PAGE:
To be eligible for statutory sick pay, or SSP for short an employee must have an employment contract and have done some work under their contract.

They must earn an average of at least £123 per week and have been off sick for 4 days in a row before they qualify.

An employee is entitled to 28 weeks of SSP at £99.35 per week.

Unlike Statutory Maternity Pay SSP is not credited back to the employer. Therefore, when an employee is off sick it is at a cost to the employer of £99.35 per week and the cost of covering the work of the employee off sick.

Also be sure to check if your company offers a contractual sick policy to make sure you are paying your staff correctly.

A few points to note:

  • If an employee has worked for a minute before they go home sick this is not a sick day.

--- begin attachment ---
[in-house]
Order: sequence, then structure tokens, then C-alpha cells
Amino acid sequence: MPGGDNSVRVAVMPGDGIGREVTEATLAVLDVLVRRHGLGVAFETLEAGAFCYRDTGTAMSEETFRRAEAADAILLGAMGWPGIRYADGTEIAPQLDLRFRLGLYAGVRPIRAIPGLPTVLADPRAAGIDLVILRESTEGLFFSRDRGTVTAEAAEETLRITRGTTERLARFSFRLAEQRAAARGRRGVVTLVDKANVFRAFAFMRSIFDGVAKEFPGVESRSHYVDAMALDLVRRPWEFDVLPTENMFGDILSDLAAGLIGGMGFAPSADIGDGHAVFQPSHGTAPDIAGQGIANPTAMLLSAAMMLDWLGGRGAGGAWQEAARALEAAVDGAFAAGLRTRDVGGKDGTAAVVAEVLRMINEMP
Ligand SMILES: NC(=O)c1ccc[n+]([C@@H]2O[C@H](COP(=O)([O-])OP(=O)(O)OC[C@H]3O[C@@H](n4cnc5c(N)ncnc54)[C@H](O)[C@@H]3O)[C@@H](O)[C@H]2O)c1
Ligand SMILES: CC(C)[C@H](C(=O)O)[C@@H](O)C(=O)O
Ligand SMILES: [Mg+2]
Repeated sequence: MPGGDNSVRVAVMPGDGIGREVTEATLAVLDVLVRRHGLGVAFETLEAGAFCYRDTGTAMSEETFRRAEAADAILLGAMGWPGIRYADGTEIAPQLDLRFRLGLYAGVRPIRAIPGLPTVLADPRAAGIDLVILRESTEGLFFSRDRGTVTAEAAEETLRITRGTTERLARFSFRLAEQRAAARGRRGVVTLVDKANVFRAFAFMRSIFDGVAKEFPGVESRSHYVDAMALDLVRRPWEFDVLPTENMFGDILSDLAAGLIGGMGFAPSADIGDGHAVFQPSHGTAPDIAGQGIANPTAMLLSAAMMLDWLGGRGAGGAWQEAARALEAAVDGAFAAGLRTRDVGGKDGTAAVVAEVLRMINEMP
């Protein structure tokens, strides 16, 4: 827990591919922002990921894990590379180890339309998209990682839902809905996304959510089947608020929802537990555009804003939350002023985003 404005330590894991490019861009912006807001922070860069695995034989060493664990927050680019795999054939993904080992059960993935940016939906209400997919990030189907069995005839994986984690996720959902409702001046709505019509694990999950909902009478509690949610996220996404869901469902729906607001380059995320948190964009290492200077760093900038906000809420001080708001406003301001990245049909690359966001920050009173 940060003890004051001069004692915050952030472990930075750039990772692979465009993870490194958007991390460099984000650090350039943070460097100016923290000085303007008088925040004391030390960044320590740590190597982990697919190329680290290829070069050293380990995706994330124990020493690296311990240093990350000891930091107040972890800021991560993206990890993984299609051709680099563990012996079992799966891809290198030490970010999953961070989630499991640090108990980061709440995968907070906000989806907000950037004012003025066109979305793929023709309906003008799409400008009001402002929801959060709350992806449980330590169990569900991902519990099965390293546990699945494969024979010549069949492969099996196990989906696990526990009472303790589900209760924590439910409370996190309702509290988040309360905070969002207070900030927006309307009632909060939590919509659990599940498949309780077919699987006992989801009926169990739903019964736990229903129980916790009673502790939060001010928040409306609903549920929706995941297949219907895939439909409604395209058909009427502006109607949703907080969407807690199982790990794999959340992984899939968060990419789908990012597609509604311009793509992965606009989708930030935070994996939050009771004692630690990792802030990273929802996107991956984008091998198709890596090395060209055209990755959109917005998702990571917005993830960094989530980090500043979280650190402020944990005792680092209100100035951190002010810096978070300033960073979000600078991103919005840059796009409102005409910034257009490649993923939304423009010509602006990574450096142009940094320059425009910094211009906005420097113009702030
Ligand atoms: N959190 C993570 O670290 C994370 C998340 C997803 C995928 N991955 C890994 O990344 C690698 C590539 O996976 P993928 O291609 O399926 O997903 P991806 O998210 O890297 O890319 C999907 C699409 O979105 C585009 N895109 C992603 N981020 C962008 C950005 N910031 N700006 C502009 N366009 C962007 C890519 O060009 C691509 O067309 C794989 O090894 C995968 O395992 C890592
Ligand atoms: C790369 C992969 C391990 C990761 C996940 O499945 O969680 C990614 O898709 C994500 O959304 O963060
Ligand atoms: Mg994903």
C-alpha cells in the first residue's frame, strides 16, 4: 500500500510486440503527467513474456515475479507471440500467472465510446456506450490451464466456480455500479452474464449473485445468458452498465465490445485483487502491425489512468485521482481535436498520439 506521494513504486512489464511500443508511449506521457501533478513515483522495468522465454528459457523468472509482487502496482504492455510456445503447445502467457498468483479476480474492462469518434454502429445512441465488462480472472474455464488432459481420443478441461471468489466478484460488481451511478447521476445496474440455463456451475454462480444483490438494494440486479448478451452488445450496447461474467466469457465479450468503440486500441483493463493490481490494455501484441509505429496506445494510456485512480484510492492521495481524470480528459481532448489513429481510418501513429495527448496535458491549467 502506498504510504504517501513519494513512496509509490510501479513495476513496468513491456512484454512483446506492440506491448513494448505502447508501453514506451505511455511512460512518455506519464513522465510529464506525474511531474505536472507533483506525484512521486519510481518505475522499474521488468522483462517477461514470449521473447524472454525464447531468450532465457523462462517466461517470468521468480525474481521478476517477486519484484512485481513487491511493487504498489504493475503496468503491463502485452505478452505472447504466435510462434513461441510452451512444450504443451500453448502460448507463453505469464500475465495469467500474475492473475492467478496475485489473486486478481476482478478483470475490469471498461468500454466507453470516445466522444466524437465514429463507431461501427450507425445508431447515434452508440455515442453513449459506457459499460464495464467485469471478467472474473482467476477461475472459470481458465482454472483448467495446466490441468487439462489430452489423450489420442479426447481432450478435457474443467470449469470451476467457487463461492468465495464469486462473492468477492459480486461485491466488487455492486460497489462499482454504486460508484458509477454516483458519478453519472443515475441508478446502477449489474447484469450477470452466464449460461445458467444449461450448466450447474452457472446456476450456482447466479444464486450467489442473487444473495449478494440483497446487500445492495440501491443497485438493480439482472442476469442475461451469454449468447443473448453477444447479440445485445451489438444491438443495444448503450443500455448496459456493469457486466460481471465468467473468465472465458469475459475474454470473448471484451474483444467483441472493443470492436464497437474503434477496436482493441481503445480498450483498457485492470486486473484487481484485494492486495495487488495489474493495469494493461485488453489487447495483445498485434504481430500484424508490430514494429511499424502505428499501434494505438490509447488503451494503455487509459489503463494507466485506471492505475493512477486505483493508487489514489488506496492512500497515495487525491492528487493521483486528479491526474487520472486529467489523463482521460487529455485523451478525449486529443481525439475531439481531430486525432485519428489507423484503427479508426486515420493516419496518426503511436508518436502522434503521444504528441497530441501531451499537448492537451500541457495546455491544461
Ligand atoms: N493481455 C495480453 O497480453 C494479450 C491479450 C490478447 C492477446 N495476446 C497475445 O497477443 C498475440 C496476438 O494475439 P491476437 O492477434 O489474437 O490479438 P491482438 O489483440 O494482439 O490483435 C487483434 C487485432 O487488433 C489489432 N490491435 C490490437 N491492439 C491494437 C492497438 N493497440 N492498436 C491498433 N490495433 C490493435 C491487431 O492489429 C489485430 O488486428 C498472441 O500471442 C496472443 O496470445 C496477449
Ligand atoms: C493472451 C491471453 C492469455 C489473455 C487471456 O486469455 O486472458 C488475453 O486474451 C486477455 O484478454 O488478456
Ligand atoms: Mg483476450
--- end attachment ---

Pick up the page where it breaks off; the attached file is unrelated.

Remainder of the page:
• You do not pay SSP for the first 3 working days they’re off sick unless the employee received SSP within the last 8 weeks which included a 3-day waiting period before they got SSP. 
  • Employees can qualify for sick pay for more than one job, they could also qualify in one job but be fit to work in another, for instance, if one job is physical work that they cannot carry out while the other is office based.
  • SSP stops when the employee comes back to work, or they are no longer eligible i.e. the 28 weeks of SSP is used up, in this case you would issue an SSP1 form
  • In April 2023 the SSP rate will increase from £99.35 to £109.40 per week.